Background tabs will be deleted automatically in Chrome 110. Here’s how to stop it

Attention everyone: Chrome will begin modifying your open tabs on a regular basis. The new “Memory Saver” feature, which will be enabled by default on Windows, macOS, and Linux, is included in Chrome version 110, which is currently being released. We first wrote about this when it appeared in the December nightly build of Chrome called “Canary Channel,” but the feature is now available to everyone.

Chrome has a reputation for eating up RAM, and Google seems to think that automatically closing tabs when they are “inactive” is the best way to combat that. “When a tab is discarded, its title and favicon still appear in the tab strip, but the page itself is gone, exactly as if the tab had been closed normally,” Google states in its explanation of the feature. The page will be reloaded automatically whenever the user returns to that tab. As long as it doesn’t break anything or cause users to lose the state of their page, Google claims that this method will reduce Chrome’s memory usage by “up to 40%.”

According to Google’s support page, the following use cases are not eligible for this feature:

Tab deactivation may be prevented by some computer settings and activities.

Active audio or video (playback or calls)
Screen share
Page notifications
Active downloads
Partially filled forms
Connected devices (USB or Bluetooth)

By typing “chrome://discards” into the address bar, you can access the developer UI to control the new tab discard feature and see how everything works. The state of all your tabs will be displayed on the “discards” tab, and the “urgent discard” link in the right “actions” column will allow you to manually discard any tab for testing. I highly recommend checking out the “Graph” tab (a gif is in the gallery above), which is an association graph of processes and tabs that animates and moves around while you use Chrome, after blowing up some of your favorite websites to see how they respond.

From this page, you can try to determine Chrome’s tab discard behavior. To delete a visible foreground tab, you must either minimize Chrome, switch to another tab, place a window in front of it, or manually close it. That would presumably also be how the automatic discard feature functions. Pages with a significant unsaved state may be a problem: If you load a lot of text into WordPress and try to close the tab using the standard close button, you’ll get a pop-up asking if you want to leave the site and potentially saving you a lot of work about unsaved changes. Chrome will discard your unsaved text like it was nothing if you use its new tab discard feature. By adhering to Google’s recommendations and automatically saving your draft text when the tab is moved to the background, some websites, like Gmail, successfully address this issue.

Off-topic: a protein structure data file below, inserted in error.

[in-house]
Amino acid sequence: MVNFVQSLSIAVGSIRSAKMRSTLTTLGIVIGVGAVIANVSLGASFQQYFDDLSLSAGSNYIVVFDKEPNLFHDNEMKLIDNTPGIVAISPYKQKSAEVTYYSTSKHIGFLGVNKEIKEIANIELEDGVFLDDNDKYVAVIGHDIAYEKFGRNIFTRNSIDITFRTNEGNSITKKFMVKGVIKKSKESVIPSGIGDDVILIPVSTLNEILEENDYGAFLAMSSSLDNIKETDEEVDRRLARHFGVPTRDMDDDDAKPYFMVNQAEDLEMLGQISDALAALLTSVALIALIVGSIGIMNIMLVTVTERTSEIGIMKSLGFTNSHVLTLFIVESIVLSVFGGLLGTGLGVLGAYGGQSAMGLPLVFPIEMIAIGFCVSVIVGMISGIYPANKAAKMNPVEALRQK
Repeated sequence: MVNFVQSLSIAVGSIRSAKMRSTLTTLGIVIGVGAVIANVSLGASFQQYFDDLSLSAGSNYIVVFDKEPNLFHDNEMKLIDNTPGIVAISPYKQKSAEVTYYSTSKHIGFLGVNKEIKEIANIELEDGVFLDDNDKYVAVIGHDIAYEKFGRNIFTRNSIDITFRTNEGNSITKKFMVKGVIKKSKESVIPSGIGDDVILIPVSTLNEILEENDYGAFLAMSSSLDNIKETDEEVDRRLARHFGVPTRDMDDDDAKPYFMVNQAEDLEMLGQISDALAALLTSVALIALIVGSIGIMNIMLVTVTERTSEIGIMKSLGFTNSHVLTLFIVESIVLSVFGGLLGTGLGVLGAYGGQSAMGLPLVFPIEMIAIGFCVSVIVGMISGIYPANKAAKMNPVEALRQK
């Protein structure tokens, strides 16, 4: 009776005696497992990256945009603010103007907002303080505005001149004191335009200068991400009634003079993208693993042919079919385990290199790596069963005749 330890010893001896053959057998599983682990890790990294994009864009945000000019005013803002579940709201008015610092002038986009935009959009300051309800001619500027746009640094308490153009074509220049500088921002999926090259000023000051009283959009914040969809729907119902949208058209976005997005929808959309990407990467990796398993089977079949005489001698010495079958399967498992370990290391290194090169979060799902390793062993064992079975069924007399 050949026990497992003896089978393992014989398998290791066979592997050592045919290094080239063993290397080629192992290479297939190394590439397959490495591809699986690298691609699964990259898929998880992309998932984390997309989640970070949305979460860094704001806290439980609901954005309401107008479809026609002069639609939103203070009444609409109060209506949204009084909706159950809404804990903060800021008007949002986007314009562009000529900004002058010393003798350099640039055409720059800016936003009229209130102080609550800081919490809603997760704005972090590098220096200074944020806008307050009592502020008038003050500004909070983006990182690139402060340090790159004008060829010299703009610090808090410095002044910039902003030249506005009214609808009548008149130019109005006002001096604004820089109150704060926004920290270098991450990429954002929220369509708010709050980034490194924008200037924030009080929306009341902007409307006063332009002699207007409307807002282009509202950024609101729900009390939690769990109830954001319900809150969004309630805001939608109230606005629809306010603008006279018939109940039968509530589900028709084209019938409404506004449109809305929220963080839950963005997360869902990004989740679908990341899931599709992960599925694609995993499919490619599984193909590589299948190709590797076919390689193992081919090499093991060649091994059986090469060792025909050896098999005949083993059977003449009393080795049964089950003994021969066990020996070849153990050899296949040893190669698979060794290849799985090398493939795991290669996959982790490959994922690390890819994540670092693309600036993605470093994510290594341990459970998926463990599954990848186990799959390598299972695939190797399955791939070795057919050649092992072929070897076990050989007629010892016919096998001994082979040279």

How to disable it

The good news is that you have complete control over everything. Memory Saver’s user controls can be found at chrome://settings/performance or, for UI-inclined users, by selecting “More tools” from the menu and then “Performance.” You have the option of completely disabling the feature or adding websites to a list titled “always keep these sites active.” On its support page, Google provides in-depth instructions on how the exclusion parsing works. However, it does support all of the expected features, including subdirectories, wildcards, and specific subdomains. As a writer, I must include the Ars Technica WordPress instance to avoid losing previously saved article text.

In addition to the memory-saving feature, this version of Chrome includes an “Energy Saver” mode for laptops. In this mode, if you have a low battery, it will throttle tab power consumption by reducing the frame rates of video and scrolling. That feature’s controls will be located in the same “performance” tab.

Topics #Background tabs #Chrome 110 #Linux #macOS #Windows

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